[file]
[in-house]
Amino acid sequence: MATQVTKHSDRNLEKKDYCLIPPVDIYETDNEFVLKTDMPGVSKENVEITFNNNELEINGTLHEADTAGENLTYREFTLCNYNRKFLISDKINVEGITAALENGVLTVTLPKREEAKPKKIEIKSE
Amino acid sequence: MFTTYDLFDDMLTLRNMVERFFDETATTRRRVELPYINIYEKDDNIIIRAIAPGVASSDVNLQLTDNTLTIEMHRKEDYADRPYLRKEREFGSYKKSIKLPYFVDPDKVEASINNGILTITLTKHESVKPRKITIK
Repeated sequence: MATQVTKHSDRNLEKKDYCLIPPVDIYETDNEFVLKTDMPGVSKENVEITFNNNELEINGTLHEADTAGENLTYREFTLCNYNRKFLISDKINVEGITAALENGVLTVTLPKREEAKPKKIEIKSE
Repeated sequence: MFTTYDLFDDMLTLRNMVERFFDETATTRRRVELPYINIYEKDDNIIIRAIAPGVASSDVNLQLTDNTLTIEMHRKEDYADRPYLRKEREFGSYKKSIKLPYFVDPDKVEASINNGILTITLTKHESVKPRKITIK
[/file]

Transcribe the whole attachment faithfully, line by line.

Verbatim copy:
[in-house]
Amino acid sequence: MATQVTKHSDRNLEKKDYCLIPPVDIYETDNEFVLKTDMPGVSKENVEITFNNNELEINGTLHEADTAGENLTYREFTLCNYNRKFLISDKINVEGITAALENGVLTVTLPKREEAKPKKIEIKSE
Amino acid sequence: MFTTYDLFDDMLTLRNMVERFFDETATTRRRVELPYINIYEKDDNIIIRAIAPGVASSDVNLQLTDNTLTIEMHRKEDYADRPYLRKEREFGSYKKSIKLPYFVDPDKVEASINNGILTITLTKHESVKPRKITIK
Repeated sequence: MATQVTKHSDRNLEKKDYCLIPPVDIYETDNEFVLKTDMPGVSKENVEITFNNNELEINGTLHEADTAGENLTYREFTLCNYNRKFLISDKINVEGITAALENGVLTVTLPKREEAKPKKIEIKSE
Repeated sequence: MFTTYDLFDDMLTLRNMVERFFDETATTRRRVELPYINIYEKDDNIIIRAIAPGVASSDVNLQLTDNTLTIEMHRKEDYADRPYLRKEREFGSYKKSIKLPYFVDPDKVEASINNGILTITLTKHESVKPRKITIK